My search for the three victims—Morton, Frank Baker, and William McCloskey in Blackwater Canyon—began with a letter. When reading Morton’s neat penmanship on his farewell letter to a cousin, Judge Hunter Holmes Marshall, the writing revealed his educated hand. The content was a plea, stating that if something should befall him, his brother Quin, residing in Lewisburg, West Virginia, should be notified. That town was a place my own grandfather frequented as a youth.
      Quin Morton actually resided several miles from Lewisburg in the community of Ronceverte, an old logging town along the Greenbrier River. Members of the Morton family and my ancestors were buried in the same cemetery. We were connected by these neighborly bonds. His conversion from scion of a blue blood family to a wandering cattleman yielded more material relating to his past.
      Morton’s twisted path ran from his past. In the course of my research, the backgrounds of the other victims, Frank Baker and William McCloskey, became partially apparent. Both had pasts more mysterious than Morton. As most historians concluded, Baker was an alias. As a hidden figure, it was difficult to piece together his past. At least several misconceptions that were previously published were clarified. McCloskey was a man with fewer clues than Baker, but only vague ones. In fact, except in the case of his death, the old man was barely noticed in historical texts.
      Having experience with this kind of historical study, I saw some unique opportunities in researching this portion of the Lincoln County War. Part of my intent was to add something new, either fresh research or logical sequence. Once shared by a fellow historian, I faithfully assigned myself to the statement: “The object of history is to bring the ghosts into the room and make them speak.”
      Undoubtedly some of this material has been featured in other publications, but its presentation draws new conclusions. As years passed, more media became available, better methodologies developed and more papers and pictures emerged from private hands. I visited those private hands, and did not restrict myself to archival or published material. In order to complete the study, source material was found far beyond New Mexico. In fact, much was found in Alabama, Arkansas, Kansas, Missouri, Oklahoma, Texas, and Virginia. I sought the obscure pieces, much like Colonel Maurice Fulton, Robert N. Mullin and Philip Rasch did in their work on the Lincoln County War.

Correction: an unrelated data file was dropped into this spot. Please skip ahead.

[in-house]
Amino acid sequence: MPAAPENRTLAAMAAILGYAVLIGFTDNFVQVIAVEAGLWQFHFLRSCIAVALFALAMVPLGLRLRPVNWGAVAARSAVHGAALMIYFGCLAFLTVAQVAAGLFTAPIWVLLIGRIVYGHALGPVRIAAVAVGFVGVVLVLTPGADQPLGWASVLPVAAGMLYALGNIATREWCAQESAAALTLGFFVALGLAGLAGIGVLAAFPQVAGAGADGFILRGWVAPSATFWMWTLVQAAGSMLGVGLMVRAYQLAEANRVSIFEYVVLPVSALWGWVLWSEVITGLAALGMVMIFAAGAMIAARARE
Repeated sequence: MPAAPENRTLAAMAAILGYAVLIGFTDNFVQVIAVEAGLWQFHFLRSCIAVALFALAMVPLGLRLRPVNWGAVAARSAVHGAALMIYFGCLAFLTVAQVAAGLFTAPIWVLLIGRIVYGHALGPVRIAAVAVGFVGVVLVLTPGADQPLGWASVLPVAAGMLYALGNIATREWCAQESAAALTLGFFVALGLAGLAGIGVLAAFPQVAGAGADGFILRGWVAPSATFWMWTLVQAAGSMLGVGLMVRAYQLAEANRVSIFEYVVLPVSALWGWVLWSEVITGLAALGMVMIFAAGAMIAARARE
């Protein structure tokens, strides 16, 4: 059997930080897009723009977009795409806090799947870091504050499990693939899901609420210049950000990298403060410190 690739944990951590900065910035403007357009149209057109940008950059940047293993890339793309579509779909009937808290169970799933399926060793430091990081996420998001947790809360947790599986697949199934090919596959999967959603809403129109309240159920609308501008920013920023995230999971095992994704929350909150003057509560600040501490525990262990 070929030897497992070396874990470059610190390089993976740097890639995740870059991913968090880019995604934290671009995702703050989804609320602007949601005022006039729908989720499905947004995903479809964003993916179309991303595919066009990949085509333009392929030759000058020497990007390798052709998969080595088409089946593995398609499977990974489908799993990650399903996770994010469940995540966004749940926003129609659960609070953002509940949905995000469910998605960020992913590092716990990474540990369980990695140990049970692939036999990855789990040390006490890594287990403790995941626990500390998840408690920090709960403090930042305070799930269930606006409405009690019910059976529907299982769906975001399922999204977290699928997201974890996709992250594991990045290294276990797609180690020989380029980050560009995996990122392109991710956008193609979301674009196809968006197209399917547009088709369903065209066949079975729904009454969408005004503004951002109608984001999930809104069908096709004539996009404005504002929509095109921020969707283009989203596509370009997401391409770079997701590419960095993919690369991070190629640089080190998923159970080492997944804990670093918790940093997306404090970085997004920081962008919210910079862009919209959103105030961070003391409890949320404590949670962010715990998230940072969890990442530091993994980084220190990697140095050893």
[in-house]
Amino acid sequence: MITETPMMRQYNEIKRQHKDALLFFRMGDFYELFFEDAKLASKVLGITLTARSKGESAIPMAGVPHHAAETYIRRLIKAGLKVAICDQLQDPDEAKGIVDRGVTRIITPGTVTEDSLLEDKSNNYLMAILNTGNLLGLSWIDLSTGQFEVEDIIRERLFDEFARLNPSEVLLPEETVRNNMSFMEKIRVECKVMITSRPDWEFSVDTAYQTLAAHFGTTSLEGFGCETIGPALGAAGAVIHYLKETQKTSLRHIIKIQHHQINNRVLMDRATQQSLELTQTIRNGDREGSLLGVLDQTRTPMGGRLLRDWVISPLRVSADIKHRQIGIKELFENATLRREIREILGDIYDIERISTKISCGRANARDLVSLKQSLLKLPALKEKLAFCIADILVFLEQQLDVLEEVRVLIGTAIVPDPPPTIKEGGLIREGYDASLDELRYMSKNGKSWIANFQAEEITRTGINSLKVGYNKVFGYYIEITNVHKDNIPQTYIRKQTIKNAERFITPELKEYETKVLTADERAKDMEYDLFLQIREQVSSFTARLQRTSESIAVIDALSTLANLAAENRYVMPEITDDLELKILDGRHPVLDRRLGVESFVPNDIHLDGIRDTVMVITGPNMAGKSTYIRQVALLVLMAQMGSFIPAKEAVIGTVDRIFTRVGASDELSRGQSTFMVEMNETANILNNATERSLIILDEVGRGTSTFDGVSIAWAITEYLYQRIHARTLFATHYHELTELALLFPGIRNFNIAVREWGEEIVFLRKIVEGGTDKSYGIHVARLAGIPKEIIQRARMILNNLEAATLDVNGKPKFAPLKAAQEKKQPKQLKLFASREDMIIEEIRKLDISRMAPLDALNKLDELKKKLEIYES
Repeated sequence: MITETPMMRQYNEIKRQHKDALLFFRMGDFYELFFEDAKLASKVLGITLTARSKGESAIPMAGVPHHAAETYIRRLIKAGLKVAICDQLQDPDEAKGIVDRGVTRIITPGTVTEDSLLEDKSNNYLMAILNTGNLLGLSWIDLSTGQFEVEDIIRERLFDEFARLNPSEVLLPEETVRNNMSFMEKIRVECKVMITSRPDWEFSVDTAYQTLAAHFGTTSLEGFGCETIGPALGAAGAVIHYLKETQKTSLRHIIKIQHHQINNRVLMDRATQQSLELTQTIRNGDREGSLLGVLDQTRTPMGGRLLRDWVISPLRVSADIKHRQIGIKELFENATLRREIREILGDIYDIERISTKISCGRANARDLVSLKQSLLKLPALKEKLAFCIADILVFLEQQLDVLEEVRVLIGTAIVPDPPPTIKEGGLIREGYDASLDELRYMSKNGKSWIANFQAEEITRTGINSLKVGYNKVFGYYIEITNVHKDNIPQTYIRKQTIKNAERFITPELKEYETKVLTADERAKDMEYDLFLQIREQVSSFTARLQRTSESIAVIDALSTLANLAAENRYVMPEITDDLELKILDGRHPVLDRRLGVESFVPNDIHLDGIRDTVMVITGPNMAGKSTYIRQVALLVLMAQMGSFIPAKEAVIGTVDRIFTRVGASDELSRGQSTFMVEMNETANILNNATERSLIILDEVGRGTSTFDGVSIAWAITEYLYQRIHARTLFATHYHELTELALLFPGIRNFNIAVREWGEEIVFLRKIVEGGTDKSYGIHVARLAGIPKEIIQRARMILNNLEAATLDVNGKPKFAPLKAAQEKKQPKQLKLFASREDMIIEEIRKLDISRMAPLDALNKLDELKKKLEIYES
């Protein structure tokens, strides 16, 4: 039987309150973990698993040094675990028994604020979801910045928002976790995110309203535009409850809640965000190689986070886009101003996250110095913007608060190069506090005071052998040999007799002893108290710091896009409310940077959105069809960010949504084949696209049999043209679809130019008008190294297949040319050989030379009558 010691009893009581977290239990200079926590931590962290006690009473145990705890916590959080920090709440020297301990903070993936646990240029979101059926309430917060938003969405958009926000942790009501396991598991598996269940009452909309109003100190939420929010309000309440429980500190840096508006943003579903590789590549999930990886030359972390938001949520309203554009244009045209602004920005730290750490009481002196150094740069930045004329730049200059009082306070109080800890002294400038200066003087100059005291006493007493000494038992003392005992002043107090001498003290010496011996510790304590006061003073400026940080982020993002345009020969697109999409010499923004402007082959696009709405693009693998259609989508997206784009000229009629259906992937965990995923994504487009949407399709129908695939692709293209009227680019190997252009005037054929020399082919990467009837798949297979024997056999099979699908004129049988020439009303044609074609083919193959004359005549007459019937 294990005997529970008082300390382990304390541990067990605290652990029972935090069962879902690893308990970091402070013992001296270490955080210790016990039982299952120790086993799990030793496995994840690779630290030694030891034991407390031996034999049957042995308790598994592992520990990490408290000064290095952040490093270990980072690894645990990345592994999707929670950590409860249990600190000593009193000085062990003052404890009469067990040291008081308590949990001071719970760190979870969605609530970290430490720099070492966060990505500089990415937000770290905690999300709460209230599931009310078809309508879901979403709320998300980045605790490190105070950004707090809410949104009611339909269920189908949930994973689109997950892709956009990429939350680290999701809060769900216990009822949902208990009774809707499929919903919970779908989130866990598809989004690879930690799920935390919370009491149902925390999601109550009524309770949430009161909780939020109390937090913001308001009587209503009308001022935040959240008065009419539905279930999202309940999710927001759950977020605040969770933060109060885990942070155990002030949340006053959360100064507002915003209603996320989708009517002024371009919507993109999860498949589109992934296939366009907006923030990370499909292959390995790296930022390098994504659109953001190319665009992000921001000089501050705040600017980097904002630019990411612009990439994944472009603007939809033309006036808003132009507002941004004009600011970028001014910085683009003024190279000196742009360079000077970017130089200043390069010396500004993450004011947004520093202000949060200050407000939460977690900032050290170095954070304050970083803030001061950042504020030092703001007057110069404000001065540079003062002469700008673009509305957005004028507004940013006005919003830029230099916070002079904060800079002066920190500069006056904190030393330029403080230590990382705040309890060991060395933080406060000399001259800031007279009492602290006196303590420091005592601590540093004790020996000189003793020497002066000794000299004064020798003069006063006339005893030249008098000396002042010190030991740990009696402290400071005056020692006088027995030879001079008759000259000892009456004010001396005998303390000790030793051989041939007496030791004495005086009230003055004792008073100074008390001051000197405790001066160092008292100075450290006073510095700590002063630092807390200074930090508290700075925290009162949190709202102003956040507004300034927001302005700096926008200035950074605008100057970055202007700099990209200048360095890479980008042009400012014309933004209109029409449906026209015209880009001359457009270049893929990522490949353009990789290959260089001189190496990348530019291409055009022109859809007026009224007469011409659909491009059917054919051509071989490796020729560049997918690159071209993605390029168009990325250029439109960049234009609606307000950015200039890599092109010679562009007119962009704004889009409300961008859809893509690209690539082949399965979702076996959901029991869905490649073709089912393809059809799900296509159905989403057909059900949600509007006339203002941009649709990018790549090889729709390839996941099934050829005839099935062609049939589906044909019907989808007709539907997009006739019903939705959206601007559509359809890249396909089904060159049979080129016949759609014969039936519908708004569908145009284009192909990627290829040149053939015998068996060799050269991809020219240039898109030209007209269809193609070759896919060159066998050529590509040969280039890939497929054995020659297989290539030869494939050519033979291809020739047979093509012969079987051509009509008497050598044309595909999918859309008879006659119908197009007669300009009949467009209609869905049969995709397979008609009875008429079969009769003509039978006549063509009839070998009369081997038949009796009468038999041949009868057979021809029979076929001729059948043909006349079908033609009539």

Morton, Baker, and McCloskey—or their captors—were not just figures on a movie screen. They had flesh and blood beliefs and problems. The captors were not just evil characters, and their own stories were rarely pretty. Their motives were hardly similar—some were victims of circumstance while others sought revenge. Few of them had the same reason for being in Blackwater Canyon on March 9, 1878. The violent nature of the frontier they worked, coupled with the basic philosophy of an “eye for an eye,” ensured almost none lived to a ripe, old age. To get a complete picture, a path was carved out to get to Blackwater Canyon.
      In my opinion, the murders of these three men, rather than the equally tragic death of British subject and businessman John Henry Tunstall, set the key explosion that ignited the Lincoln County War. The book concludes with my two searches for the bodies of the three murdered cowboys in Blackwater Draw. In July and October 2006, I led two teams of subject experts and scientists into the field with the express goal of locating the bodies. There was evidence the bodies had been moved, as was discussed in several histories of the Lincoln County War. The results of the searches revealed an important correction in American history—exactly what happened at Blackwater Draw and how the three were murdered. Artifacts from the two searches were professionally analyzed, and the report revealed as an appendix to the text.